Sol's secret ingredient to delicious desserts is cereal
Pastry chef is sweet on breakfast for Moorhead restaurant's dessert menu.
MOORHEAD — Breakfast is often referred to as the most important meal of the day, but for Mandy Dolney, it’s good enough to eat all day.
Dolney is making a name for herself with her cereal-inspired cakes at Moorhead’s Sol Ave. Kitchen, including the current offering, a peaches and cream cake with Golden Graham streusel.
“Cake is my least favorite pastry, I have to say. But I try to make it less boring,” she says. “Cake can be very versatile. It doesn’t have to be fancy.”
Maybe not fancy, but Dolney’s cakes have certainly been creative. There was the After School Snack, a peanut butter cake with grape jelly buttercream, peanut candy and cornflake infused milk jam. For St. Patrick’s Day there was a pistachio Jell-O cake, with marshmallow buttercream, shamrock shake milk jam and Lucky Charms. For Sol’s second anniversary last August, she served a Hawaiian Punch poke cake topped with a lemon butter cream and Fruity Pebbles.
Not surprisingly, her appreciation for cereal goes back to her childhood in Ada, Minnesota, where her mom ran a daycare out of their house.
“Every morning we’d line up cereal on the counter. It was like a cereal buffet,” she says.
That buffet didn’t include the super sweetened options like Count Chocula or Cap’n Crunch, but rather Cheerios, Frosted Flakes, Rice Krispies, Honeycomb and her favorite, Cornflakes.
There’s just that caramelly corn flavor. They are great to bake with in muffins,” she says, adding that she just had them for lunch.
Cereal was a family love affair, she says, noting that her father would sometimes pack corn flakes for lunch and that as a busy family, sometimes late dinners meant cereal or leftovers.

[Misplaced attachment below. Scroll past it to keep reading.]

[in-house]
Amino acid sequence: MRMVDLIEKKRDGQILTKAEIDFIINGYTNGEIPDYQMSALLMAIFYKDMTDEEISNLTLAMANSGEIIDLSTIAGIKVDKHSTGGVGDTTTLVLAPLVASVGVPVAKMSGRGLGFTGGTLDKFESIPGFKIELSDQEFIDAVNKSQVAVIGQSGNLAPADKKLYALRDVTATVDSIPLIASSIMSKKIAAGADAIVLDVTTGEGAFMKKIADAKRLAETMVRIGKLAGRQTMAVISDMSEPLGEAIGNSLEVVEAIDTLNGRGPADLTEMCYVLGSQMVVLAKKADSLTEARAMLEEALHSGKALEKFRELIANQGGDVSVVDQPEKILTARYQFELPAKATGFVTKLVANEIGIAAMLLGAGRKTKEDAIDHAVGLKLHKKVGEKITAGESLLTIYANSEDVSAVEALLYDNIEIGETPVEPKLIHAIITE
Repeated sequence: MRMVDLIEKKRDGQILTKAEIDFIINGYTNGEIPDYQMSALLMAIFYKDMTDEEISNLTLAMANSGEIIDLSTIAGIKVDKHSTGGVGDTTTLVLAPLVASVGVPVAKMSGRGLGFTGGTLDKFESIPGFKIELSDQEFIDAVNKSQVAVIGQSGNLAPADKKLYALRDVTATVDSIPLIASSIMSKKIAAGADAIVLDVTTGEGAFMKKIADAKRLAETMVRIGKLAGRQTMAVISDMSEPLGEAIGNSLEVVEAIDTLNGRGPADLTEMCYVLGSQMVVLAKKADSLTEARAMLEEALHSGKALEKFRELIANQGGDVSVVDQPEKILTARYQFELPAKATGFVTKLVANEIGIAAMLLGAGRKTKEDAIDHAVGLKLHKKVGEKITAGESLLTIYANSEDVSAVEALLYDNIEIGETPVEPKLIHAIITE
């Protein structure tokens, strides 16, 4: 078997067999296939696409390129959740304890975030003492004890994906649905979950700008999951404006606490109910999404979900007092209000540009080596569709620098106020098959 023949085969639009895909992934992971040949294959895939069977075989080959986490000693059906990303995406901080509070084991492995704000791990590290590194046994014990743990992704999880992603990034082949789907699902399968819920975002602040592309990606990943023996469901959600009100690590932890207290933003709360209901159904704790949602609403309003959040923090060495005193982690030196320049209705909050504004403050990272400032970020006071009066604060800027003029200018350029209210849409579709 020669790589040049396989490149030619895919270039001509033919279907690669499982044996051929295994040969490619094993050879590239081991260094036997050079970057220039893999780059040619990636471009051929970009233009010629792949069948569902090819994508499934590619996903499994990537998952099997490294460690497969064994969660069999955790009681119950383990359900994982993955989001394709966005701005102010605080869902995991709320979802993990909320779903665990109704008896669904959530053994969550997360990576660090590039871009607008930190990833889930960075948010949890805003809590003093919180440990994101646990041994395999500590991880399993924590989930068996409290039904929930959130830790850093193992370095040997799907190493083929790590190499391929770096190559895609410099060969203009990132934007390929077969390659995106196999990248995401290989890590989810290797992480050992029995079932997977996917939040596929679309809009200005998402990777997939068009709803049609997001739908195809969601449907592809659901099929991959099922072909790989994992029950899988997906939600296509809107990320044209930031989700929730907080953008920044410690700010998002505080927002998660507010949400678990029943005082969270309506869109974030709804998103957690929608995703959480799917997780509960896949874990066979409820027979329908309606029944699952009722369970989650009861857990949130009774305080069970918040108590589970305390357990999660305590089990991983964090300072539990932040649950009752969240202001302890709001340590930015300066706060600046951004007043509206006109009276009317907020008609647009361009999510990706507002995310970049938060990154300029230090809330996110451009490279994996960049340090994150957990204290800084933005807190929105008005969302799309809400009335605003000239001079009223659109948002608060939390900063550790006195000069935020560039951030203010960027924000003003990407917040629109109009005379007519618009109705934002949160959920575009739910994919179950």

Sometimes Dolney will use cereals as a topping, like the Golden Graham streusel.
“Cereal is accessible. Sprinkles are expensive and don’t taste as good,” she says.
Other times it’s using milk that’s been infused by cereal.
“I love cereal milk. My grandpa would tell me, ‘Be a good Norwegian and drink this.’ I started soaking corn flakes at home just to drink the milk,” she says.
She’s seen that what she and her family love, others love too.
“We love it and our guests love it and we sell out of cake every week,” says Ryan Nitschke, executive chef at Luna Fargo and Sol Ave. Kitchen, where he is also a co-owner.
He says one of his favorites of Dolney’s delectables was the Queen Bee, a honey and graham cake with lavender syrup, blackberry compote, vanilla bean buttercream and honeycomb candy.
The two have known each other for over a decade, back to when Nitschke was the head chef at the HoDo and Dolney worked in housekeeping. She was interested in food and was eventually brought into the kitchen to help make desserts on Valentine’s Day, 2016.
“I never thought I’d work in a kitchen.I didn't know what I wanted to do, but I love food,” she says.
As she established herself in the kitchen, she started tapping into her creativity. She recalls seeing celebrity chef David Chang make milk custard on TV and thought if The HoDo made milk jam why not make cereal milk jam.
Nitschke says the mash-up of cereals and desserts are having a moment, thanks to Chang and his partner Christina Tosi’s Milk Bar chain of bakeries. USA Today called Tosi’s signature recipes, “low-brow, high-brow sweet treats.”
In addition to Sol, Dolney will soon take over baking at the sibling restaurant Luna, creating not only desserts but revamping baked goods for breakfast options. Ultimately she’ll head up the company’s operations in the developing Brewhalla Market.
With so much on her plate, she’s constantly thinking of deconstructing the breakfast bowl.
“I’d love to make cookies with cereal. You could also crumble cereal and use it like a Graham Cracker crust."
Through trial and error, she discovered some cereals don’t work as well for desserts, like that Fruit Loops’ flavor doesn’t last.
Still other overlooked cereals are underrated when it comes to baking potential.
“Grape Nuts get such a bad rap, but they are lovely in muffins,” she says.
Whatever the ingredients, Nitschke is looking forward to diving in.
“The next cake is always better than the last one,” he says.
Dolney appreciates the help and support she’s received professionally, especially since she’s not a formally trained cook.
“It’s been a great learning environment everywhere I’ve been,” she says. “If you’re passionate about something but want to learn, do the work and show up and people will give you a chance.”